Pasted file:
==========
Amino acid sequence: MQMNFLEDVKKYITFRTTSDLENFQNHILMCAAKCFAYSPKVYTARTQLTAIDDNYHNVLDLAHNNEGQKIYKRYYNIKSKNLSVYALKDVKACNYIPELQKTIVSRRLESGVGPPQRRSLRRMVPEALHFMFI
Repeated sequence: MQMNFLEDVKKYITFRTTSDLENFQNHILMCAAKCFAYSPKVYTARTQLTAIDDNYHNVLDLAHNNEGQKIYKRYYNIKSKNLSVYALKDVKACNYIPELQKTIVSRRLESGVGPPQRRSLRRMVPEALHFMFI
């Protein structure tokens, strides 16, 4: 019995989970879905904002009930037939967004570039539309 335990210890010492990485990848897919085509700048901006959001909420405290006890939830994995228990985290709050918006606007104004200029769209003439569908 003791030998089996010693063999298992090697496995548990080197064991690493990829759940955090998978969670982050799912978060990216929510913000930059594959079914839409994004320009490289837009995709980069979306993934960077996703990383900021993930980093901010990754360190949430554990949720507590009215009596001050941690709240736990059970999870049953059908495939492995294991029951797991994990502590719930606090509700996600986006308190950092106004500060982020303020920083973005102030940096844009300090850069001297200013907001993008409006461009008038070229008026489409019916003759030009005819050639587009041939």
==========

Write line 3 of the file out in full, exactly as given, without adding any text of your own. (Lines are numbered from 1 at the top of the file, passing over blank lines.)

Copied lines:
């Protein structure tokens, strides 16, 4: 019995989970879905904002009930037939967004570039539309 335990210890010492990485990848897919085509700048901006959001909420405290006890939830994995228990985290709050918006606007104004200029769209003439569908 003791030998089996010693063999298992090697496995548990080197064991690493990829759940955090998978969670982050799912978060990216929510913000930059594959079914839409994004320009490289837009995709980069979306993934960077996703990383900021993930980093901010990754360190949430554990949720507590009215009596001050941690709240736990059970999870049953059908495939492995294991029951797991994990502590719930606090509700996600986006308190950092106004500060982020303020920083973005102030940096844009300090850069001297200013907001993008409006461009008038070229008026489409019916003759030009005819050639587009041939």